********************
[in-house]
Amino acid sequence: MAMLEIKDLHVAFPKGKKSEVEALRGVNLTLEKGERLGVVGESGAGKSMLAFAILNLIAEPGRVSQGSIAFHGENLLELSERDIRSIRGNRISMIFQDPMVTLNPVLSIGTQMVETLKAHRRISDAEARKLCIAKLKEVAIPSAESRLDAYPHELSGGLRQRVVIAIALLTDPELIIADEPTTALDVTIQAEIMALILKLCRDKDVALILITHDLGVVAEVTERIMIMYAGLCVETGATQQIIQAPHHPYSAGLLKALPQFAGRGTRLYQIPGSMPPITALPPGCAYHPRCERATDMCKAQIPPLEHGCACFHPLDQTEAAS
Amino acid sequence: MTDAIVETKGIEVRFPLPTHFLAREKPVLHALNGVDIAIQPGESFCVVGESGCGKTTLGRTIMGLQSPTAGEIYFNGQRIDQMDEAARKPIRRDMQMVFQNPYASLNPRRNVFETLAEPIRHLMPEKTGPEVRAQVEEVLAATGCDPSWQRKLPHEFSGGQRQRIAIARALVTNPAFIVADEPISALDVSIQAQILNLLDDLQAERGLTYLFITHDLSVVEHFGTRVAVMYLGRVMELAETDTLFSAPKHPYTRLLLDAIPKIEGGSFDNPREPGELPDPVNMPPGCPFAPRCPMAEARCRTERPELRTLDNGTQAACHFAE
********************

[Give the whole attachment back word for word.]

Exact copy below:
[in-house]
Amino acid sequence: MAMLEIKDLHVAFPKGKKSEVEALRGVNLTLEKGERLGVVGESGAGKSMLAFAILNLIAEPGRVSQGSIAFHGENLLELSERDIRSIRGNRISMIFQDPMVTLNPVLSIGTQMVETLKAHRRISDAEARKLCIAKLKEVAIPSAESRLDAYPHELSGGLRQRVVIAIALLTDPELIIADEPTTALDVTIQAEIMALILKLCRDKDVALILITHDLGVVAEVTERIMIMYAGLCVETGATQQIIQAPHHPYSAGLLKALPQFAGRGTRLYQIPGSMPPITALPPGCAYHPRCERATDMCKAQIPPLEHGCACFHPLDQTEAAS
Amino acid sequence: MTDAIVETKGIEVRFPLPTHFLAREKPVLHALNGVDIAIQPGESFCVVGESGCGKTTLGRTIMGLQSPTAGEIYFNGQRIDQMDEAARKPIRRDMQMVFQNPYASLNPRRNVFETLAEPIRHLMPEKTGPEVRAQVEEVLAATGCDPSWQRKLPHEFSGGQRQRIAIARALVTNPAFIVADEPISALDVSIQAQILNLLDDLQAERGLTYLFITHDLSVVEHFGTRVAVMYLGRVMELAETDTLFSAPKHPYTRLLLDAIPKIEGGSFDNPREPGELPDPVNMPPGCPFAPRCPMAEARCRTERPELRTLDNGTQAACHFAE